In the medical world of mental health there is a condition that isn’t talked about much with patients or families. Yet it “affects 50% of people with schizophrenia and 40% of people with bipolar disorder. It can also accompany illnesses such as major depression with psychotic features,” and some kinds of dementia.* It is often mistaken for “denial” and is under-recognized as a contributing factor in medication noncompliance. Continue reading
Our son was out of control. Mania had gripped his mind and overpowered his ability to manage his thoughts, his actions, his choices. Our pleas and our proddings to let us take him to where he could get help were vehemently rejected. Our attempts to engage others to intervene were thwarted. Our anguished prayers had gone unanswered. Continue reading
Amy Simpson’s first book, Troubled Minds, was a great resource for me as I became an advocate in the church for families dealing with mental illness. Her latest book, Blessed are the Unsatisfied, has much to say to any of us trying to make sense of the muddled world we live in and the desire for better. I’m so grateful she is willing to share a bit of her story and wisdom with us. – Catherine
Let Your Longings Lead You to Hope By Amy Simpson
When my mother’s undiagnosed schizophrenia finally became impossible to explain away—and then was diagnosed—my family lost a lot. My siblings and I lost a caregiver and the luxury of dependency. Dad lost the partnership in his marriage. We all effectively lost someone we loved. And we said goodbye to expectations, pictures of how we thought the future would look, as the family’s meager resources coagulated around care for Mom and we all developed our individual ways of coping. Almost without acknowledgment, many of our family’s established ways and rhythms, habits, and traditions were set aside in favor of a severe pragmatism born of necessity. Continue reading
I have long thought that the interventions needed to help our son manage mental illness are the same kinds of care I need to maintain my own good emotional health. God thinks so too, because in Psalm 23 He describes the ways He takes care of all of His people, even me.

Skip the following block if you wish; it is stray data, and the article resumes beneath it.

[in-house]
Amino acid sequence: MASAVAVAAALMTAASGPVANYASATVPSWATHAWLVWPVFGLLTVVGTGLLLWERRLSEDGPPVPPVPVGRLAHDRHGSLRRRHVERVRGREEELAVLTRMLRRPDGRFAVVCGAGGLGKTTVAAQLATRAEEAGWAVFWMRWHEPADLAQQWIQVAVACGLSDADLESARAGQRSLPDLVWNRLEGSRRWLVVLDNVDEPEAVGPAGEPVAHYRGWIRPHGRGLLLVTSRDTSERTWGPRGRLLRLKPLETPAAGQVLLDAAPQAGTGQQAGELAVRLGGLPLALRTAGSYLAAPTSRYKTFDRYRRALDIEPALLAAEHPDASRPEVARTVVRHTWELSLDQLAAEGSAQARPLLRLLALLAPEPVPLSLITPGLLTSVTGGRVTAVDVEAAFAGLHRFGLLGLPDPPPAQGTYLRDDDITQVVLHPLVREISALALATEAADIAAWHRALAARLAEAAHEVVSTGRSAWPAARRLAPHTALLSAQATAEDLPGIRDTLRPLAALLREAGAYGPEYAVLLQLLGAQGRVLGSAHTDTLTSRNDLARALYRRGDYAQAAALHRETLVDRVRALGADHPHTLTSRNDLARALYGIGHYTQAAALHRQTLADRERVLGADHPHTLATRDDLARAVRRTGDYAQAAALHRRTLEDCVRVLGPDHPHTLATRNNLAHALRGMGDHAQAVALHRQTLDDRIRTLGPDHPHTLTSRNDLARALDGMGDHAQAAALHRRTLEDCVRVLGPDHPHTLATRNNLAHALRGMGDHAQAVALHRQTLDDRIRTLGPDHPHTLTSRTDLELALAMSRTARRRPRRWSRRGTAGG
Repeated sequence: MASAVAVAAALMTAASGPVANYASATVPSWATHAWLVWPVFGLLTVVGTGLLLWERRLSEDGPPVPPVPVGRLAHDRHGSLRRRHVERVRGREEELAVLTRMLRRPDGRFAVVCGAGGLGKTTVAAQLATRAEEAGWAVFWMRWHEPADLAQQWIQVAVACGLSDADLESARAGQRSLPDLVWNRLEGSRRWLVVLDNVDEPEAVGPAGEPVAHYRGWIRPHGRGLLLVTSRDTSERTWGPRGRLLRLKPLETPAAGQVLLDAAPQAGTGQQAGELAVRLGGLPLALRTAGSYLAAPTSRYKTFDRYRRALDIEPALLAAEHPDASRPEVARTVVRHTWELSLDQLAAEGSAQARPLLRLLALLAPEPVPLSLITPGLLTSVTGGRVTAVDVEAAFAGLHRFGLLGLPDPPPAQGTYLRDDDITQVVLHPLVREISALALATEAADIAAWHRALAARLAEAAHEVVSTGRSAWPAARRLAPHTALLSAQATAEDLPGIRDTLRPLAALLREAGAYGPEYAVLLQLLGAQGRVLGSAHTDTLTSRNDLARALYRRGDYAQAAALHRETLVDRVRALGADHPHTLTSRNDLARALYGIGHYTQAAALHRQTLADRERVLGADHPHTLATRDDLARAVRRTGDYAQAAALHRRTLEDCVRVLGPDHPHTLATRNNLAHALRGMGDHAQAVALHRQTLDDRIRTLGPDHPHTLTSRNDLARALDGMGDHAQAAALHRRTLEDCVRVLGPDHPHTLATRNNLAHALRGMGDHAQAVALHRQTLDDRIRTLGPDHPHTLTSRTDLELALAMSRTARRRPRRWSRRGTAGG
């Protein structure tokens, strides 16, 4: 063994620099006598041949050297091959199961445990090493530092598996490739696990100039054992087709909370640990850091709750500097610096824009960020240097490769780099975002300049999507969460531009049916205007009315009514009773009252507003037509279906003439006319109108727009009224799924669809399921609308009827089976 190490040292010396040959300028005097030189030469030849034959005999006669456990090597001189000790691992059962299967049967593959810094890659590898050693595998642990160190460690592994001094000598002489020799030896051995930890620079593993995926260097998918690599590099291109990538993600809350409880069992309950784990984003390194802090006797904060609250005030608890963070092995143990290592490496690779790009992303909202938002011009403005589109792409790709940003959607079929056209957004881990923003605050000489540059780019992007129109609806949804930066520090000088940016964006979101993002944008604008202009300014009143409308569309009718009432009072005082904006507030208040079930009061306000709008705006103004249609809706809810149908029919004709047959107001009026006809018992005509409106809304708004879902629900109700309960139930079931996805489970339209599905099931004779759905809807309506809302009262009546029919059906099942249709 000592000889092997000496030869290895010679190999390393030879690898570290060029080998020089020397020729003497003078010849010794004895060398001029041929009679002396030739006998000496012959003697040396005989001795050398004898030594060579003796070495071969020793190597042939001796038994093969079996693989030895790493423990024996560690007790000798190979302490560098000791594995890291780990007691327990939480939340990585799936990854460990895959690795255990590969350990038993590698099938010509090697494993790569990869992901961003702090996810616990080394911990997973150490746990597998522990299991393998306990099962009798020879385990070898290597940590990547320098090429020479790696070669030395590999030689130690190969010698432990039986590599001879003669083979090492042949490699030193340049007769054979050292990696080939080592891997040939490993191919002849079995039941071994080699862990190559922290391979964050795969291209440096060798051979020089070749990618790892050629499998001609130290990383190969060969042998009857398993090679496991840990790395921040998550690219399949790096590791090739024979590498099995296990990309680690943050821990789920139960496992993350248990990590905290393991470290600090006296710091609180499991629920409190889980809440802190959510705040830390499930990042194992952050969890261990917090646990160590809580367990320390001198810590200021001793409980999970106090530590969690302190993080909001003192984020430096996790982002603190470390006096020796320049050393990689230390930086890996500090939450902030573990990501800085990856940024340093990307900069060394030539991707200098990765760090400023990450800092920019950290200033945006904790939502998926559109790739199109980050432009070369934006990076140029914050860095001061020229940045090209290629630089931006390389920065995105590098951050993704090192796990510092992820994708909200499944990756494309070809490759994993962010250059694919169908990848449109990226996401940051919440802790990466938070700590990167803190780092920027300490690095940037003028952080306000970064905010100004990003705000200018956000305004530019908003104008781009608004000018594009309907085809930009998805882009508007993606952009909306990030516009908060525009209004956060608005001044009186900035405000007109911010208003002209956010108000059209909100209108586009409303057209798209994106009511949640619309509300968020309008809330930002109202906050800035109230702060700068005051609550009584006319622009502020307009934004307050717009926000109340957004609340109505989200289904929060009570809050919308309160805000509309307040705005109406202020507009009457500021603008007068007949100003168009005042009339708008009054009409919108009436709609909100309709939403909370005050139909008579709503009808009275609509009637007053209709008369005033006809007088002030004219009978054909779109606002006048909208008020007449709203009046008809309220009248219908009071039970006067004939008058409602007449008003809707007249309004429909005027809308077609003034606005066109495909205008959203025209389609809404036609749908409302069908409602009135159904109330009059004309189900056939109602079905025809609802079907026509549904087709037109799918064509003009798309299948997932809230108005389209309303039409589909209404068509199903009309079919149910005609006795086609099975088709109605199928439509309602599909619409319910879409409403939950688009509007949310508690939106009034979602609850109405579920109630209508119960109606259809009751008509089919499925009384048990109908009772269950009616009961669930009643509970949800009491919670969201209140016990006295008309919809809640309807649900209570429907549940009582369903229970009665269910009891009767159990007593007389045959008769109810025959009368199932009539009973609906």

The LORD is my shepherd: The One who is-all powerful, all-knowing, all-loving is watching over my life. I am not in charge, neither am I alone. I can entrust my loved one and myself to His care.
I shall not want: The good Shepherd will supply all my needs. He will not withhold from me what would be good for me. The timing of His answer is just as much a part of His care as the provision.
We have just set out on our journey into the new year, but I’m circling back to my thought posted for Christmas 2017. It was just an image, an e-card of sorts, with these words: “May the Prince of Peace reign in your heart at Christmas and always.” It is in Isaiah that the title “Prince of Peace” is bestowed on the coming Messiah. It is in Luke that the angels proclaim “peace on earth” when the Messiah is revealed as Jesus, and the baby Prince comes to begin His reign. And it is in my heart that it really needs to happen.
The world has been churning up perpetual chaos in recent years: earthquakes, fires, floods, famine, wars and threats of war. For families dealing with mental illness, those external events are poignant symbols for the chaos in our lives. When our loved ones’ minds are churning like great waves or their unsettledness sends their thoughts leaping and flaring like a raging fire, our lives are disrupted through seismic-like shocks. And it is then we ask, “Where is my Prince of Peace?” Continue reading
During Thanksgiving at our house, around the table filled with too much food, the conversation usually includes the obligatory listing of things we are thankful for. We recite what we have seen God give or do for us in the last year. New babies, new jobs, new friends. We mention happy vacations or meaningful opportunities, all good gifts from our good Heavenly Father.
However, rarely are there offers of gratitude for the tough stuff: broken relationships, financial struggles, consequences of poor decisions. We are thankful for the gains, but not so appreciative of the losses. As a family dealing with mental illness, some years our honest recounting includes more of the latter.
This blog was written at the invitation of Amy Simpson (author of Troubled Minds: Mental Illness and the Church’s Mission) and posted on her site October 2, 2017. I was grateful to her for the opportunity to share these thoughts with her readers.
I can’t honestly say I am thankful for the mental illness that besets our son. But in full truthfulness I can say I am glad to have been forced to do battle with my theology of suffering and to test both its mettle and mine.